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Cooperative Crop and Livestock Reporting Service (Wis.); Federal-State Crop and Livestock Reporting Service (Wis.); Federal-State Crop Reporting Service (Wis.) / Wisconsin crop and livestock reporter
Vol. XL ([covers January 1961/December 1961])

Wisconsin crop and livestock reporter. Vol. XL, no. 4,   pp. [1]-4 PDF (1.9 MB)


Page [1]


Wisconsin
Crop and Livestock Reporter
UNITED STATES DEPARTMENT OF AGRICULTURE                     WISCONSIN DEPARTMENT
OF AGRICULTURE
Agricultural Marketing Service                            Division of Agricultural
Statistics
Federal - State Crop Reporting Service
C. D. Caparoon, In Charge
C. A. Hines, Asst. In Charge
Agricultural Statisticians
A
E. W. Morehead, Editor
G. N. Tucker, Jr.     V. C. Struck,    - A. Sturges,      A. D. Richardson,
     B. A. Nelson
Vol. XL, No. 4                  State Capitol, Madison, Wisconsin       
                April 1961
IN THIS ISSUE
April Crop Report
The crop season begins
with prospects for an earlier
start with field work than a
year ago. Pastures and rye
conditions on April 1
averaged a little above a
year earlier. Farmers have
smaller stocks of corn and
small grains than a year
ago.
Milk Production
Wisconsin dairy herds
produced 1 percent more
milk in March than they did
a year ago and the largest
quantity on record for
March.
Egg Production
Farm flocks in the state
laid 5 percent fewer eggs in
March than they did a year
ago, but the nation's layers
upped production 1 percent.
Prices Farmers Receive
and Pay
Wisconsin's index of
prices received by farmers
rose 2 percent from March
last year. The March index
of prices paid set an all-
time high for the month.
Current Trends
The total of personal in-
comes is above a year ago
even though industrial pro-
duction and factory employ-
ment are below last spring.
Features
Farm Employment
Below Last Spring
Farmers Want
Good HaRECEIVE
KAAA k
PASTURE AND RYE prospects
are a little better than a year ago
and above average for the beginning
of April, according to reports of Wis-
consin crop correspondents. Winter
wheat production in the state this
year is also expected to be up from
last year's crop.
Intentions of farmers around the
first of March was for an increase in
the acreage to be planted to most
grains this year. However, since the
feed grain program has developed, we
may find farmers changing their plans
by the time spring planting is done.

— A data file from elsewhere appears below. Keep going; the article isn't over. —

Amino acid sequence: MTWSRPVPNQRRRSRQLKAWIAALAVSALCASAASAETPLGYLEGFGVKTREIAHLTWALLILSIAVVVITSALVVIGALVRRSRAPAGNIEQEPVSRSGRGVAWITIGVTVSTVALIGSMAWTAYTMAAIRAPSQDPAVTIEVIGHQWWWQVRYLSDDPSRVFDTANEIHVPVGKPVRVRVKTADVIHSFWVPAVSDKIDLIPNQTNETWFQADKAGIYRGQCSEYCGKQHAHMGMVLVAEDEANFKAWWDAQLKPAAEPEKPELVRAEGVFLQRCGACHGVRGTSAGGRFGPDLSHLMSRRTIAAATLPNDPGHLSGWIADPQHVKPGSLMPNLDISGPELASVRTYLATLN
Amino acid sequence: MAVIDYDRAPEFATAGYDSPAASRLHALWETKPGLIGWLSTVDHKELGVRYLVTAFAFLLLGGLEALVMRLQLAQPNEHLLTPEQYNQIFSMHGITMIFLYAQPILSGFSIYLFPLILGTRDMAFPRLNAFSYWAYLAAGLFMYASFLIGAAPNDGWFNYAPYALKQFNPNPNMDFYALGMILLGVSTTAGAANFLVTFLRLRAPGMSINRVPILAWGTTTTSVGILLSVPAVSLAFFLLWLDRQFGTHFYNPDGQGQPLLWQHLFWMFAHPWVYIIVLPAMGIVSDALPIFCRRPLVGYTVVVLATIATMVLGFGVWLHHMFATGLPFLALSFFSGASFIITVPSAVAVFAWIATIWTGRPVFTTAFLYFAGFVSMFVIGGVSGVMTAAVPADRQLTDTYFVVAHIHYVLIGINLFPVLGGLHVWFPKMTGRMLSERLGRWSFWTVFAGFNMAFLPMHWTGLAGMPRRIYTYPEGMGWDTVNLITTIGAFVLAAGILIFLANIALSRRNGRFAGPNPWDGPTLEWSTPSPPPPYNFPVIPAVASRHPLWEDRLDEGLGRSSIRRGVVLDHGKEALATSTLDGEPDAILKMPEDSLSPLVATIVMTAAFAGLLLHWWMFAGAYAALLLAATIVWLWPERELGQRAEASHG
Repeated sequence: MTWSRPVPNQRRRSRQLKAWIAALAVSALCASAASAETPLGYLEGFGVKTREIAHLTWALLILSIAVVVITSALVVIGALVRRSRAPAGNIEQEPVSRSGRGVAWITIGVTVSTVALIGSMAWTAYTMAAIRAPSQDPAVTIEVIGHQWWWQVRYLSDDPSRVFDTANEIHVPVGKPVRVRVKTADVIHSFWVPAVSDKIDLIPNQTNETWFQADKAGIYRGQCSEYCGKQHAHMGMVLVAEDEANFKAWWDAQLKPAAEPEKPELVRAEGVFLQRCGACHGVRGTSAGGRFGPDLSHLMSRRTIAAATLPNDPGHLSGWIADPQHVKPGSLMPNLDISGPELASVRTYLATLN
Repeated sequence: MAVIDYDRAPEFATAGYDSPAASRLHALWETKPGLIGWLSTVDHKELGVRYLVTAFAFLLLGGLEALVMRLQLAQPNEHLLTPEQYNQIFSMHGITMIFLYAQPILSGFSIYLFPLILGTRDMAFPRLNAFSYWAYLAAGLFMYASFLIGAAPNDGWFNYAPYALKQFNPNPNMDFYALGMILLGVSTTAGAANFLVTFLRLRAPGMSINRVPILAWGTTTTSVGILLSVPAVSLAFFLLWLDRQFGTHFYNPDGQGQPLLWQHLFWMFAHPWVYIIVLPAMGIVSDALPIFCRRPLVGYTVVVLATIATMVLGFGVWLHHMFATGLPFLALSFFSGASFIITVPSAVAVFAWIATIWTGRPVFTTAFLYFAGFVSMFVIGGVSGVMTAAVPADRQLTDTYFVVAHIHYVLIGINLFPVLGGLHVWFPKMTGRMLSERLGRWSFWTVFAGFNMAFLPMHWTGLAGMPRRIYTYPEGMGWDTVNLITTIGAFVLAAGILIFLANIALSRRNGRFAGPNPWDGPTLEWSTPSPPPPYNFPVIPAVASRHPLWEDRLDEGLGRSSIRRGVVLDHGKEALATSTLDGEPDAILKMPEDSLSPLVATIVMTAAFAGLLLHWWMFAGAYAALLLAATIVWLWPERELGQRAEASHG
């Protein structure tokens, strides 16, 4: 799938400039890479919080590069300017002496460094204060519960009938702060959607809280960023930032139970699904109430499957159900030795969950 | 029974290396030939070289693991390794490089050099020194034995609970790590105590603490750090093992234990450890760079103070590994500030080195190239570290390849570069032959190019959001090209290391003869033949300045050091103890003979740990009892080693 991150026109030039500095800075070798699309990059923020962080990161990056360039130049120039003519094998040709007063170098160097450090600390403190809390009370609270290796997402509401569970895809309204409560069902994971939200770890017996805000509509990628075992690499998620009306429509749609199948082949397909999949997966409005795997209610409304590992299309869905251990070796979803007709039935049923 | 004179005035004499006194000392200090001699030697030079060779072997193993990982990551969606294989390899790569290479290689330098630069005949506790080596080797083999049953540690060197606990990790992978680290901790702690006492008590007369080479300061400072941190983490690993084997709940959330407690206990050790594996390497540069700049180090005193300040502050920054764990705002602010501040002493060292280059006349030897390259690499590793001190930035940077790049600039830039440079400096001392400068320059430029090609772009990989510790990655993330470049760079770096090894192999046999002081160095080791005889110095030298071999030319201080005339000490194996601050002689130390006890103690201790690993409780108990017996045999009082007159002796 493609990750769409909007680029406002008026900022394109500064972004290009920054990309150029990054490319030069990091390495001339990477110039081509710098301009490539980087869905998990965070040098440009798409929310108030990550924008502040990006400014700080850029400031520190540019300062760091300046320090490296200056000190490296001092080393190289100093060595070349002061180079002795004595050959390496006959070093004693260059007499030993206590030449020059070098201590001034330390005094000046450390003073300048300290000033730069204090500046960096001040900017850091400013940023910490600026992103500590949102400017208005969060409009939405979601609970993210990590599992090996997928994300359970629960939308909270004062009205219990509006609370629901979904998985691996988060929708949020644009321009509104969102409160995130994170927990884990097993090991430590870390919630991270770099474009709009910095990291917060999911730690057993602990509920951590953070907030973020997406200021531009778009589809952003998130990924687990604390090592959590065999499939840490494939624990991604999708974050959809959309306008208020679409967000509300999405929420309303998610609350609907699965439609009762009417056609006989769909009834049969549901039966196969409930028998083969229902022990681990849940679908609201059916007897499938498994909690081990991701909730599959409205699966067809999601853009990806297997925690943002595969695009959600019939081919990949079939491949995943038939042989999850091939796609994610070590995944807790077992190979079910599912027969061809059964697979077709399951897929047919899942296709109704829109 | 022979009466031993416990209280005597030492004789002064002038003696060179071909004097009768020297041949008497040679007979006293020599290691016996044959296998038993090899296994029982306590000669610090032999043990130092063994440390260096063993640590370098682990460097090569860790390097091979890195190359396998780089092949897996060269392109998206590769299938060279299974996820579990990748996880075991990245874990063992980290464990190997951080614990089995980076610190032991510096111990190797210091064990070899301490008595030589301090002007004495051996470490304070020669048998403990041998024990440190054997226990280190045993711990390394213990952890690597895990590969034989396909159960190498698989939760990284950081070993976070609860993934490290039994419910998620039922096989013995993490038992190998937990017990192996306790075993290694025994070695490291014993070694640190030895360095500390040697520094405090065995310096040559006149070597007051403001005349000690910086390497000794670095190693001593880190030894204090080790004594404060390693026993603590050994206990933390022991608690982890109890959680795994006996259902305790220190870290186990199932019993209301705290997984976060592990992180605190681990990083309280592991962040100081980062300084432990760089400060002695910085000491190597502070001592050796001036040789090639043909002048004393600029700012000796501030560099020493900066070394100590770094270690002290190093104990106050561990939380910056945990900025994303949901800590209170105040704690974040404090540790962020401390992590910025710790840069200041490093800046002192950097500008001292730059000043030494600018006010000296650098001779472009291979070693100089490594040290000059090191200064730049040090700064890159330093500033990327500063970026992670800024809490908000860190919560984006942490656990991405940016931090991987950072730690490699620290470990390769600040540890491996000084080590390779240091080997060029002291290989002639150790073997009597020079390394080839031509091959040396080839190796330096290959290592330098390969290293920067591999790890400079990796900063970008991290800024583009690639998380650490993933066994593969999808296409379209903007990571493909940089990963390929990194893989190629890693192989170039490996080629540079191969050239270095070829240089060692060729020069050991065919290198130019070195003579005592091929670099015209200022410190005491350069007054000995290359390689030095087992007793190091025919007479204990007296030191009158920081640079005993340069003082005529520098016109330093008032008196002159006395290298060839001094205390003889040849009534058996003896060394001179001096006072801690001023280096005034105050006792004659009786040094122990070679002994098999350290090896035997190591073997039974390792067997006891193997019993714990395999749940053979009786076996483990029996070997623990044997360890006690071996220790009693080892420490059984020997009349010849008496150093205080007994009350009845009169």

While there was still considerable
frost in the ground in some areas of
the state at the beginning of April,
prospects were much better for field
work in early April than they were
a year ago. This year farmers will
begin spring planting with a much
larger percentage of their acreage
plowed last fall than they had a year
ago. With the snow gone. fields are
rapidly getting into condition to be
worked.
Winter Wheat Production
156I as a
Thousands of bushels  percent of
Area                10-yr.    10-yr.
Indi-        aV.       ay.
cated  1960  1950-  1960  1950-
1961         59        59
Wisconsin   960    952  760 100.8 126.3
United
States.. - 1,098,735 1,117,131 840,241  98.4  130.8
Unless rains are excessive in April
and early May, as they were a year
ago, cows will be turned on pasture at
about the usual time. There was an
excellent growth of pasture grass in
May and June last year, but the land
was too wet and soggy for early
pasturing.
Rye and Pasture Conditions, April I
Wisconsin     United States
10-yr.         10-yr.
Crop   1961 1960  as.  1961 1960  as.
1950-          1950-
59             59
As percent of normal condition
Rye        92   87   8    9  189   86 84
DPasture      91   90   88   86   79   78
Weather Summary, March 1961
Station
Superior - ---
Spooner --
Park Falls--
Rhinelander
Medford. - _
Marinette
Antigs
Amery -
River Falls
La Crosse----
Wis. Rapids.
Marshfield ---
Hancock
Oshkosh
Green Bay ---
Portage.
Sheboygan -
Manitowoc-
Lancaster -
Darlington ----
Hillsboro.----
Madison -
Beloit.
Lake Geneva
Milwaukee
(airport)---
Average for
24 stations
Temperature
a
0
6
I
_S
-lI
0
6
0
9
14
8
2
12
12
19
Is
10
10
6
2
S
15
8
12
7.8
.!P
58
56
54
57
56
53
60
60
612
58i
62
60
61
64
56
55
61
67
64
63
68
70
68
59.1
32
33
30
30
32
34
32
33
34
34
-it
32
34
33
36
36
34
35
36
33
34
38
37
35
33.6
8
25.4
26.2
24. 7
24.8
25.6
30.0
27.0
26.2
27.8
31 .@
27.1
28. 7
30.2
28. 5
32.7
31 .8
31.4
32.7
33.6
30.8
32.5
35. 4
32.7
33.3
29.6
Precipitation
a0
U.
2.82
2. 18
2.13
2.0O,
1.91
2 Of
3.10
2.40
2.51
3.37
3.i7
3.72
E
1.72
1.41
1.63
1.64
1.85
1.6S
1.51
1.46
1,89
1.86
1.71
I.51
2 771.63
2. 12 1.76
2 67 1.95
3. 93 2.01
2.60 1.90
3.3  2.33
3.81 2.07
4.211 .97
3.12 1.83
4.20 2.03
A 7qI7 A7
3.U8
3.12
2.19
1.83
+ 0.63
+ 0.45
-0. 02
-0.66
- 0.76
+ 0. 4
+ 1.17
+ 0.05
-0.16
4 0.76
+ 0.82
±  1.56
0.01
1.05
0.42
0.16
1.30
0.03
+ 0.98
+ 1.41
i- 0.35
T4 0.20
- 0.22
- 0. 29
+ 0.20
Wisconsin farmers will begin the
crop season with smaller quantities of
corn and small grains than they had
on their farms a year ago. April 1
estimates of grain stocks on farms in-
clude 54 million bushels of corn, about
47 million bushels of oats, and less
than one-half million bushels each of
barley, soybeans, and wheat.
Stocks of corn on Wisconsin farms
on April 1 were about a fourth below
a year earlier but a fifth above aver-
age for the date. Holdings of oats
dropped 17 percent from April 1 last
year and 14 percent from the 10-year
average.
Nation's Crop Prospects
For the nation as a whole, the 1961
crop season is off to an early start.
Pasture prospects are more favorable
than a year ago and average. The
winter wheat crop is now expected to
be the third largest on record al-
though 2 percent below a year ago.
Farm stocks of food grains are a
fourth larger than a year ago, and the
tonnage of feed grains is 2 percent
above last year and a third above
average.
LEGISLATIVE
nred r- i--   . _
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